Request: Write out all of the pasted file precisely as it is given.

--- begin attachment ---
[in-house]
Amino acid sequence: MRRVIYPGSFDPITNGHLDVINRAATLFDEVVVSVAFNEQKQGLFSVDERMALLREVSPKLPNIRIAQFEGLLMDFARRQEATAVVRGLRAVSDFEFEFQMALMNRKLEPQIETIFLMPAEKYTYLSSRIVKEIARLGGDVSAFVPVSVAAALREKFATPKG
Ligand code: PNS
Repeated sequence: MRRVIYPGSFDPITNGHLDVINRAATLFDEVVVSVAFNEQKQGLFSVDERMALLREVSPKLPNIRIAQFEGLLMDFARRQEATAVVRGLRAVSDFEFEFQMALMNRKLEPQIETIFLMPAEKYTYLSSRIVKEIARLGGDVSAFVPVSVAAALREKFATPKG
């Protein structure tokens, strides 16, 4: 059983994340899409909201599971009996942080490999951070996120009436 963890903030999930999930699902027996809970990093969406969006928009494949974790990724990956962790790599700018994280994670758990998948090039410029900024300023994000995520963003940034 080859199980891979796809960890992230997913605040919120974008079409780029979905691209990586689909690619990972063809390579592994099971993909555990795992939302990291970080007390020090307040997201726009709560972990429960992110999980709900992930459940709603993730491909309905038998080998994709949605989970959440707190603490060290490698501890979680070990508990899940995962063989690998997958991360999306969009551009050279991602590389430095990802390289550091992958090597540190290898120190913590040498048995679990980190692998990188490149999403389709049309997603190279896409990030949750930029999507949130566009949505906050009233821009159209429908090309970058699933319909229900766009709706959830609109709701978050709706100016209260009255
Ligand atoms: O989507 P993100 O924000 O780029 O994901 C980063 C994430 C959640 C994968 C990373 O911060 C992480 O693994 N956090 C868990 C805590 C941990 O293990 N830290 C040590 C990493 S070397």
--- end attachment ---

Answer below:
[in-house]
Amino acid sequence: MRRVIYPGSFDPITNGHLDVINRAATLFDEVVVSVAFNEQKQGLFSVDERMALLREVSPKLPNIRIAQFEGLLMDFARRQEATAVVRGLRAVSDFEFEFQMALMNRKLEPQIETIFLMPAEKYTYLSSRIVKEIARLGGDVSAFVPVSVAAALREKFATPKG
Ligand code: PNS
Repeated sequence: MRRVIYPGSFDPITNGHLDVINRAATLFDEVVVSVAFNEQKQGLFSVDERMALLREVSPKLPNIRIAQFEGLLMDFARRQEATAVVRGLRAVSDFEFEFQMALMNRKLEPQIETIFLMPAEKYTYLSSRIVKEIARLGGDVSAFVPVSVAAALREKFATPKG
């Protein structure tokens, strides 16, 4: 059983994340899409909201599971009996942080490999951070996120009436 963890903030999930999930699902027996809970990093969406969006928009494949974790990724990956962790790599700018994280994670758990998948090039410029900024300023994000995520963003940034 080859199980891979796809960890992230997913605040919120974008079409780029979905691209990586689909690619990972063809390579592994099971993909555990795992939302990291970080007390020090307040997201726009709560972990429960992110999980709900992930459940709603993730491909309905038998080998994709949605989970959440707190603490060290490698501890979680070990508990899940995962063989690998997958991360999306969009551009050279991602590389430095990802390289550091992958090597540190290898120190913590040498048995679990980190692998990188490149999403389709049309997603190279896409990030949750930029999507949130566009949505906050009233821009159209429908090309970058699933319909229900766009709706959830609109709701978050709706100016209260009255
Ligand atoms: O989507 P993100 O924000 O780029 O994901 C980063 C994430 C959640 C994968 C990373 O911060 C992480 O693994 N956090 C868990 C805590 C941990 O293990 N830290 C040590 C990493 S070397």